Back to Basics: More Yarn Please!
Changing to another ball of yarn, whether the same color or a new color, can be as smooth as butter if you use one of these methods.
Final YO Method
With this method, you work a stitch to the two final loops on the hook. Put the new color on the hook in a yarnover, and pull through the loops. The loop of new color becomes the top of the next stitch, so there is no unsightly jog between the changing colors. (Note that for a slip stitch, your last yarnover is also your first, just after you have inserted the hook through the next stitch.) This technique creates clean, even lines for precise colorwork.
This method works for joining new colors or a new ball of the same color. The Russian join creates a knotless join with no ends to weave in.
To work this technique, you’ll need a small yarn needle.
Using the working yarn, thread a few inches of the yarn end through the yarn needle. Work back into the same strand, leaving a small loop, and insert the needle through the plies of yarn and thread the yarn back through itself. Leave the loop at the end open, but pull the yarn tail all the way through the plies.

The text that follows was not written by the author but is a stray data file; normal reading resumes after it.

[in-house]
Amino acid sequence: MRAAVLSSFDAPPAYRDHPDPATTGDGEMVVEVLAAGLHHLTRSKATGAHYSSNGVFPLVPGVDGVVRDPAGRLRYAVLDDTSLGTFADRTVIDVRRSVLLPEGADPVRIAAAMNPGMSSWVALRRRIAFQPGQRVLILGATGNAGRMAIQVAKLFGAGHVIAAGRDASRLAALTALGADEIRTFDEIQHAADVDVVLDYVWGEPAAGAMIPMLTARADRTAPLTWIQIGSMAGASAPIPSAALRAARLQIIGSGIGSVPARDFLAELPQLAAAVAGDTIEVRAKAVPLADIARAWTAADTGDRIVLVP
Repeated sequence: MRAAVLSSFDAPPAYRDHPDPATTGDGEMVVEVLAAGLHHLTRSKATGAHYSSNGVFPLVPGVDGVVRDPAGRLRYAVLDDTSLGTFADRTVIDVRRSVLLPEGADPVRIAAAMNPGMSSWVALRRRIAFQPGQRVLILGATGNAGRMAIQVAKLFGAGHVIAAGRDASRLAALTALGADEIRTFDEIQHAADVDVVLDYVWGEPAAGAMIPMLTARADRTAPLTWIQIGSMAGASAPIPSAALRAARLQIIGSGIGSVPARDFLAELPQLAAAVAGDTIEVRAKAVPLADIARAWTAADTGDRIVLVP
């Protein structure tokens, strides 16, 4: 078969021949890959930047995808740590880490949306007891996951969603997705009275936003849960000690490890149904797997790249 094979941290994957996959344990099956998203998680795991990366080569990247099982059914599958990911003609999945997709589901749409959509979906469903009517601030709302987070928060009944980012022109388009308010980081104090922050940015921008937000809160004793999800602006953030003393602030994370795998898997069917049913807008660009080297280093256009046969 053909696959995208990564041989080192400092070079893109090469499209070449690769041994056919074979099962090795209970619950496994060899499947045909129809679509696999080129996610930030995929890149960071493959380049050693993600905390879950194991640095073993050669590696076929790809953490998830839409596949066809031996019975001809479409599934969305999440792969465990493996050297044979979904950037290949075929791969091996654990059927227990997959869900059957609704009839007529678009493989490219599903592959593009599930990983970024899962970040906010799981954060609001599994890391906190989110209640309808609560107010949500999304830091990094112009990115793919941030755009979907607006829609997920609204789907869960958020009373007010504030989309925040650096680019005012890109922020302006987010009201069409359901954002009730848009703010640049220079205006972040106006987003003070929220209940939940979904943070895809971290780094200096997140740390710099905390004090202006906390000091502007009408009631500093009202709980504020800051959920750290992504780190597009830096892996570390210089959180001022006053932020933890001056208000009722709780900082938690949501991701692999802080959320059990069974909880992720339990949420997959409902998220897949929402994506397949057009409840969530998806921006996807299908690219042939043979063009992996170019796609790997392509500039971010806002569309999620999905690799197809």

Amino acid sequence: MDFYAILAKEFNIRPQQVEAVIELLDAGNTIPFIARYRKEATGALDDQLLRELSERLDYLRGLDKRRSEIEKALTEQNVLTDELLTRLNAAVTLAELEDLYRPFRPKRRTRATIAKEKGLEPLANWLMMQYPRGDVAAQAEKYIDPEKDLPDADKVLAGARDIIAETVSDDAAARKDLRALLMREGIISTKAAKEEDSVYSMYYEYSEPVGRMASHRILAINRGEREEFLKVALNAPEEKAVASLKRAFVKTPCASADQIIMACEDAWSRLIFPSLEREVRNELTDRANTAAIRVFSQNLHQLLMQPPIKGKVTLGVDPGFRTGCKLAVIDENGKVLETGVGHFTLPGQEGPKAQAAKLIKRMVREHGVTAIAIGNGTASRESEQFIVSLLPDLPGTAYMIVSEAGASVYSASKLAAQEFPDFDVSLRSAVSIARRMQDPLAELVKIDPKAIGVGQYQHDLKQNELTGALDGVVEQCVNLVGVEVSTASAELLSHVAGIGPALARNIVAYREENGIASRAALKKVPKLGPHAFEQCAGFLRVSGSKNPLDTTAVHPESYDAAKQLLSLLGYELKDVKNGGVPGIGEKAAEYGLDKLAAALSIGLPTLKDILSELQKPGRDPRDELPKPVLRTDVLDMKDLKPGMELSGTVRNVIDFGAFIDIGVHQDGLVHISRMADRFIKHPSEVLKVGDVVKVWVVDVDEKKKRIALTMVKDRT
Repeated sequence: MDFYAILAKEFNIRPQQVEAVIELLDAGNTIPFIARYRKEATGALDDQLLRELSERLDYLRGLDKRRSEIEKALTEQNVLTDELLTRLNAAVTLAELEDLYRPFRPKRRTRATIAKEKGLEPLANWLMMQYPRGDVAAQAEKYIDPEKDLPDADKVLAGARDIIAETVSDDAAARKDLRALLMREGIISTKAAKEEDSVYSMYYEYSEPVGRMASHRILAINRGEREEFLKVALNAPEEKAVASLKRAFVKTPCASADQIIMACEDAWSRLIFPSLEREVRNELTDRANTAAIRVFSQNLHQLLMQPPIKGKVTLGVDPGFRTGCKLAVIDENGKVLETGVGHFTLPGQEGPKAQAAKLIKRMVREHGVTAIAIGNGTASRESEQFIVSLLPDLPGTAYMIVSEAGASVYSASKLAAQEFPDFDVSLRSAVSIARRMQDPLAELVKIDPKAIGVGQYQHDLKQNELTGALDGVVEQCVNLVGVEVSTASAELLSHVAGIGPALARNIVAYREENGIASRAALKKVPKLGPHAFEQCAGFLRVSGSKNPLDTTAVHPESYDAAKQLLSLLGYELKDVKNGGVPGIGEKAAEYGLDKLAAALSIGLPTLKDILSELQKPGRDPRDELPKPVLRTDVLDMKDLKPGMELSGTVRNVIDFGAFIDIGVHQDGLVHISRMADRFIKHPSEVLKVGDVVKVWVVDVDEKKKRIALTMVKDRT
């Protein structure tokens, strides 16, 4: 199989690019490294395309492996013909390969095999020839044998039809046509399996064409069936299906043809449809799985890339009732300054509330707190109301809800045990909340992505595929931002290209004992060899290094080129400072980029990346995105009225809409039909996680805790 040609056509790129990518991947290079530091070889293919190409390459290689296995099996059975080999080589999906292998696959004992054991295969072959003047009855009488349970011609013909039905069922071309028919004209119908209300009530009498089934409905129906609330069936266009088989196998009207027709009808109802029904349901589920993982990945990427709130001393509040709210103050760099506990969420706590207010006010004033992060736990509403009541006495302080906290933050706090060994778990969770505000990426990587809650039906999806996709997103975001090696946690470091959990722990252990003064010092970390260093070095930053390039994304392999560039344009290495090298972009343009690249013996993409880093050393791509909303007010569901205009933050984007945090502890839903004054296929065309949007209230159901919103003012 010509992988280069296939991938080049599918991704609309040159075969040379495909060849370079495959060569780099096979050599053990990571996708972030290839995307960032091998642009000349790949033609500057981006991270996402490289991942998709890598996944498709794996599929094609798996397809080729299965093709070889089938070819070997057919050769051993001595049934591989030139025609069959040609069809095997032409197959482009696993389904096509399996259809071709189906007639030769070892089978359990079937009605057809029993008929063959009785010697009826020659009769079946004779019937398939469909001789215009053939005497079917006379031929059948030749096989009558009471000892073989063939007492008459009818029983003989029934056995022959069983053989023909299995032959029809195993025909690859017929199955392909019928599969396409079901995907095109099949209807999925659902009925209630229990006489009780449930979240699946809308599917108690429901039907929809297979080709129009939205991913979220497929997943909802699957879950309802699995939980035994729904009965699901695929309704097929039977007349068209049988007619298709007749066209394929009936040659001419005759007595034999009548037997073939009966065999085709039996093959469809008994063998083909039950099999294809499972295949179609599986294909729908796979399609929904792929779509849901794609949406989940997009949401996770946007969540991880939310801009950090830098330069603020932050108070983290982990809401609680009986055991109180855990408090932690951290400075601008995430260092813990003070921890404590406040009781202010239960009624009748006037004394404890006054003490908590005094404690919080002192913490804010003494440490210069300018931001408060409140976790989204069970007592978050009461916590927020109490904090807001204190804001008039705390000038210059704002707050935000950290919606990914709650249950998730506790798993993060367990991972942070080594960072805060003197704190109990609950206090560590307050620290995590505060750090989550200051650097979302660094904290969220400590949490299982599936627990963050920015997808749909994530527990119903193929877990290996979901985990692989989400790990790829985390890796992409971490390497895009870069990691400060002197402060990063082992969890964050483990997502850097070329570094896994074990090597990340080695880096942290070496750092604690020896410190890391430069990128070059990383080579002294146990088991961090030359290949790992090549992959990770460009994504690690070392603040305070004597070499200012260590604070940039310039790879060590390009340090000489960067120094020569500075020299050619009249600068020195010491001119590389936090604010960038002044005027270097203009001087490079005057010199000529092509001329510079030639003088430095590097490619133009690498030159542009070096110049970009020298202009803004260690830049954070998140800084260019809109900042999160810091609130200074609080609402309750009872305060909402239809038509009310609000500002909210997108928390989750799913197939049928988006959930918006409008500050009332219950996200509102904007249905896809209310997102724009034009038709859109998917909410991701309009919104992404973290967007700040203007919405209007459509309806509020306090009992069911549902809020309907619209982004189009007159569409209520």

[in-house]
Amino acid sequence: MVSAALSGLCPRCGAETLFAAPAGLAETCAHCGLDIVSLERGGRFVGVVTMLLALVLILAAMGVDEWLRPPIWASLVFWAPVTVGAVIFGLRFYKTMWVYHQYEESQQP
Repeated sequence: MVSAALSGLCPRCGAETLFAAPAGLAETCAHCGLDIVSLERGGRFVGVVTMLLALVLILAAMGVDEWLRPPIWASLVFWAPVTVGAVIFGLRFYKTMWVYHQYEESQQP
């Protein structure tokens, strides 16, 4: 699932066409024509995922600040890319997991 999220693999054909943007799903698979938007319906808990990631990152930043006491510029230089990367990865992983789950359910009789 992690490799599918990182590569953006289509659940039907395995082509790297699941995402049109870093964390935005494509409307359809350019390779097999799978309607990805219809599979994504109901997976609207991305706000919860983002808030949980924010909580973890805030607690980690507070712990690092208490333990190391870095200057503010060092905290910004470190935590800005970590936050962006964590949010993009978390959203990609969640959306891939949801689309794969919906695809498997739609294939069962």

Using the second ball of yarn, thread one end through the yarn needle and then put the needle through the created loop on the end of the first strand. Repeat the same process as above, threading the yarn back through itself to create a loop.
You now have two interlocking loops of yarn. Pull the tail ends of each strand to close the loops of yarn around each other. Trim the tails, or work over them for extra security against raveling.
The standing stitch, particularly useful when joining a new color in a motif, is more stable and more attractive than joining with a slip stitch and chaining up to the height of the stitch. To work the stitch, hold the yarn end against the hook, and then start the stitch in midair (in fact, Doris Chan calls this an “air stitch”). Yarn over one more time than you normally would for the stitch (two here for the double crochet shown). Insert the hook into the desired place and complete the stitch as usual. If it makes you sweat to loop in midair, start with a slipknot, and then either pull out the slipknot when you’re finished or work over it.
This article originally appeared in Interweave Crochet Fall 2013.
Here are some of our favorite projects that use a lot of yarn!
And if you’re in need of more yarn, be sure to stop by LoveKnitting (affiliate link) and get just what you need!
Featured Image: More Yarn, Please! CREDIT: Lindsay Jarvis